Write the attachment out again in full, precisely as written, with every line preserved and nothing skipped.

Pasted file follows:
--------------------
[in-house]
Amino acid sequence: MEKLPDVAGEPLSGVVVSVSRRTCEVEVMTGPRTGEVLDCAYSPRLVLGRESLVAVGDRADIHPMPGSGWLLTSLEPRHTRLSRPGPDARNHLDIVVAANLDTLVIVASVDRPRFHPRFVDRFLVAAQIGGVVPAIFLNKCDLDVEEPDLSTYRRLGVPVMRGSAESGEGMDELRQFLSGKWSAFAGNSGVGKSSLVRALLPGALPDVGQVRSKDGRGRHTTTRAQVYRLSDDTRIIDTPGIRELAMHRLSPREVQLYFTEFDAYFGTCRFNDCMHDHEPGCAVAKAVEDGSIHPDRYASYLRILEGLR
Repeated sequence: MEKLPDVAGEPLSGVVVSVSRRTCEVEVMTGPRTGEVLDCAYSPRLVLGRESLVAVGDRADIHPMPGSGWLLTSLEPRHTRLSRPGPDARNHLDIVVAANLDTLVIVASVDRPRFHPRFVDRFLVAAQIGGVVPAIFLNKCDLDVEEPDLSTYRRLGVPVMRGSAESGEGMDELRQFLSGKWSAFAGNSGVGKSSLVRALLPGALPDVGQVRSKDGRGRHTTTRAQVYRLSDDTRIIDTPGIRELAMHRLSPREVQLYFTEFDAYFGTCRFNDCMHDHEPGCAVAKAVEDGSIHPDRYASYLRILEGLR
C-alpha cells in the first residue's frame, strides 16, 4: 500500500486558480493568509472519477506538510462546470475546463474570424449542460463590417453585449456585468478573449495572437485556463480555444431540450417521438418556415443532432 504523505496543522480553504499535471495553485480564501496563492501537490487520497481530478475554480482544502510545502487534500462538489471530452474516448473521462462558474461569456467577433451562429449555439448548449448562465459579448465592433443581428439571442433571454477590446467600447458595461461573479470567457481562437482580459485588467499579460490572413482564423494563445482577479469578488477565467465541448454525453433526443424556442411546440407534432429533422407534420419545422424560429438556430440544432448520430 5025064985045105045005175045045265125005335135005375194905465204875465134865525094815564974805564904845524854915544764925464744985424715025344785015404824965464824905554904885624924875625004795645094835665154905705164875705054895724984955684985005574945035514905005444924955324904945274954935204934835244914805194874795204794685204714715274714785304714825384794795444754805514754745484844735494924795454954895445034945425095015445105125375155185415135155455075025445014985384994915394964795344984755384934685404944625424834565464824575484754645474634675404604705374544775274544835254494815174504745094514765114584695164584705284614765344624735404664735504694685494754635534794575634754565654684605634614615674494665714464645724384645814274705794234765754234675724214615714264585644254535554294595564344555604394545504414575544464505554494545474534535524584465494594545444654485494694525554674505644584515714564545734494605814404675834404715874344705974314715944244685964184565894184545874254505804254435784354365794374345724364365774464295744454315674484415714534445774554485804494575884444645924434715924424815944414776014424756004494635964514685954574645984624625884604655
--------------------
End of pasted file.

[in-house]
Amino acid sequence: MEKLPDVAGEPLSGVVVSVSRRTCEVEVMTGPRTGEVLDCAYSPRLVLGRESLVAVGDRADIHPMPGSGWLLTSLEPRHTRLSRPGPDARNHLDIVVAANLDTLVIVASVDRPRFHPRFVDRFLVAAQIGGVVPAIFLNKCDLDVEEPDLSTYRRLGVPVMRGSAESGEGMDELRQFLSGKWSAFAGNSGVGKSSLVRALLPGALPDVGQVRSKDGRGRHTTTRAQVYRLSDDTRIIDTPGIRELAMHRLSPREVQLYFTEFDAYFGTCRFNDCMHDHEPGCAVAKAVEDGSIHPDRYASYLRILEGLR
Repeated sequence: MEKLPDVAGEPLSGVVVSVSRRTCEVEVMTGPRTGEVLDCAYSPRLVLGRESLVAVGDRADIHPMPGSGWLLTSLEPRHTRLSRPGPDARNHLDIVVAANLDTLVIVASVDRPRFHPRFVDRFLVAAQIGGVVPAIFLNKCDLDVEEPDLSTYRRLGVPVMRGSAESGEGMDELRQFLSGKWSAFAGNSGVGKSSLVRALLPGALPDVGQVRSKDGRGRHTTTRAQVYRLSDDTRIIDTPGIRELAMHRLSPREVQLYFTEFDAYFGTCRFNDCMHDHEPGCAVAKAVEDGSIHPDRYASYLRILEGLR
C-alpha cells in the first residue's frame, strides 16, 4: 500500500486558480493568509472519477506538510462546470475546463474570424449542460463590417453585449456585468478573449495572437485556463480555444431540450417521438418556415443532432 504523505496543522480553504499535471495553485480564501496563492501537490487520497481530478475554480482544502510545502487534500462538489471530452474516448473521462462558474461569456467577433451562429449555439448548449448562465459579448465592433443581428439571442433571454477590446467600447458595461461573479470567457481562437482580459485588467499579460490572413482564423494563445482577479469578488477565467465541448454525453433526443424556442411546440407534432429533422407534420419545422424560429438556430440544432448520430 5025064985045105045005175045045265125005335135005375194905465204875465134865525094815564974805564904845524854915544764925464744985424715025344785015404824965464824905554904885624924875625004795645094835665154905705164875705054895724984955684985005574945035514905005444924955324904945274954935204934835244914805194874795204794685204714715274714785304714825384794795444754805514754745484844735494924795454954895445034945425095015445105125375155185415135155455075025445014985384994915394964795344984755384934685404944625424834565464824575484754645474634675404604705374544775274544835254494815174504745094514765114584695164584705284614765344624735404664735504694685494754635534794575634754565654684605634614615674494665714464645724384645814274705794234765754234675724214615714264585644254535554294595564344555604394545504414575544464505554494545474534535524584465494594545444654485494694525554674505644584515714564545734494605814404675834404715874344705974314715944244685964184565894184545874254505804254435784354365794374345724364365774464295744454315674484415714534445774554485804494575884444645924434715924424815944414776014424756004494635964514685954574645984624625884604655